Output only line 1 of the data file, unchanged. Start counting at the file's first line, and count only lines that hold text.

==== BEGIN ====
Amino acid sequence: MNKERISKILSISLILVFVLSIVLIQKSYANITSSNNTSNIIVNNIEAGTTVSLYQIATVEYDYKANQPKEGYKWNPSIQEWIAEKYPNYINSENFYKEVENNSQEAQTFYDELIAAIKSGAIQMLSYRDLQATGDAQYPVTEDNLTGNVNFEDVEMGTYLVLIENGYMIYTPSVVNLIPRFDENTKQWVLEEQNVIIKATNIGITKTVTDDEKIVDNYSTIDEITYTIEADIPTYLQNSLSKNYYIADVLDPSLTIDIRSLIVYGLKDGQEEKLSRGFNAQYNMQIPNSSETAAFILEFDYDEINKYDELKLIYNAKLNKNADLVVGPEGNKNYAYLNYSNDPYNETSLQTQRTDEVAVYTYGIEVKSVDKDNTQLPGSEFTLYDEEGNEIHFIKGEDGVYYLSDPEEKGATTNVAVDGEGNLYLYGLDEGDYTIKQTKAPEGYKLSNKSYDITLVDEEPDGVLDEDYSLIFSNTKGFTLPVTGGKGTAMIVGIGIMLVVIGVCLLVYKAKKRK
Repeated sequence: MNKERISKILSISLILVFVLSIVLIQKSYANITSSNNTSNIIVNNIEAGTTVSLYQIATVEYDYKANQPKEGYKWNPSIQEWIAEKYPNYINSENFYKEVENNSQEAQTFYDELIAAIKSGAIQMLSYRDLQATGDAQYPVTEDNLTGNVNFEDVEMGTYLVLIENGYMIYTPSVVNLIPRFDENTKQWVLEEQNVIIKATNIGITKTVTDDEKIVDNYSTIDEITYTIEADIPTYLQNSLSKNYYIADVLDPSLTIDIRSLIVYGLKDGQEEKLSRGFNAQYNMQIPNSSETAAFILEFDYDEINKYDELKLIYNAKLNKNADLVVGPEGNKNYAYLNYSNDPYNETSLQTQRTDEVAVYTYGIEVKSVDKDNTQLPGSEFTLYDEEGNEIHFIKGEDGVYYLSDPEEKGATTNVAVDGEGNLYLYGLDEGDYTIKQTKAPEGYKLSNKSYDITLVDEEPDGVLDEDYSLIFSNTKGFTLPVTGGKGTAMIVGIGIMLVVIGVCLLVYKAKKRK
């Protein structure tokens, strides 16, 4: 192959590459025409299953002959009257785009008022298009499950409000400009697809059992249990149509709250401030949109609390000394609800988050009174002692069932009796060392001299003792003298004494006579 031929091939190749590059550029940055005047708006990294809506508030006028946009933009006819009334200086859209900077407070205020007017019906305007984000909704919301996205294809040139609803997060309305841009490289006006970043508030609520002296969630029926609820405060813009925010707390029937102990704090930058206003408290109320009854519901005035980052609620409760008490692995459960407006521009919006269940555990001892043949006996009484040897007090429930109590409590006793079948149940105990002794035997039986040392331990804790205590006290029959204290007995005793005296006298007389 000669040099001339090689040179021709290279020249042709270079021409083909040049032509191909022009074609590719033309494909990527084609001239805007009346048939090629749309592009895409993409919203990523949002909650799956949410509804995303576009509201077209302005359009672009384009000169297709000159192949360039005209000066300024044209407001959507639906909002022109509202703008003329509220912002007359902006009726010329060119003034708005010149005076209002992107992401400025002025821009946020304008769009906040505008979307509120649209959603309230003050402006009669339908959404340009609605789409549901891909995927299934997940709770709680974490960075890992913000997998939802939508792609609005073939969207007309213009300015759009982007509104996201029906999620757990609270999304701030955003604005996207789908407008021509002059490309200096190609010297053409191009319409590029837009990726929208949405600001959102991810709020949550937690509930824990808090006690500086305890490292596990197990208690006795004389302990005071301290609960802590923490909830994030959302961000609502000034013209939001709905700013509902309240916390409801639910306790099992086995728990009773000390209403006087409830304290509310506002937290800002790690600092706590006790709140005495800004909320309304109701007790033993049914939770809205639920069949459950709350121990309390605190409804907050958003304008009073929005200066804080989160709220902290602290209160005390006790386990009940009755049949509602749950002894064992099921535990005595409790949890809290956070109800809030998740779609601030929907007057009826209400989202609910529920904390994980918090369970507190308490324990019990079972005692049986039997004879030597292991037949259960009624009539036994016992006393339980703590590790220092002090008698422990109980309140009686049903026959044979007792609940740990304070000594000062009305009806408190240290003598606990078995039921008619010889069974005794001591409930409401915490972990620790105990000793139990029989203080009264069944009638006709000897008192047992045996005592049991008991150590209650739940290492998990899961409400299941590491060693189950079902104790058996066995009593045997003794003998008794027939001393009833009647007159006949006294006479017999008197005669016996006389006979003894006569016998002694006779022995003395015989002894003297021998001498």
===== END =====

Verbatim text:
Amino acid sequence: MNKERISKILSISLILVFVLSIVLIQKSYANITSSNNTSNIIVNNIEAGTTVSLYQIATVEYDYKANQPKEGYKWNPSIQEWIAEKYPNYINSENFYKEVENNSQEAQTFYDELIAAIKSGAIQMLSYRDLQATGDAQYPVTEDNLTGNVNFEDVEMGTYLVLIENGYMIYTPSVVNLIPRFDENTKQWVLEEQNVIIKATNIGITKTVTDDEKIVDNYSTIDEITYTIEADIPTYLQNSLSKNYYIADVLDPSLTIDIRSLIVYGLKDGQEEKLSRGFNAQYNMQIPNSSETAAFILEFDYDEINKYDELKLIYNAKLNKNADLVVGPEGNKNYAYLNYSNDPYNETSLQTQRTDEVAVYTYGIEVKSVDKDNTQLPGSEFTLYDEEGNEIHFIKGEDGVYYLSDPEEKGATTNVAVDGEGNLYLYGLDEGDYTIKQTKAPEGYKLSNKSYDITLVDEEPDGVLDEDYSLIFSNTKGFTLPVTGGKGTAMIVGIGIMLVVIGVCLLVYKAKKRK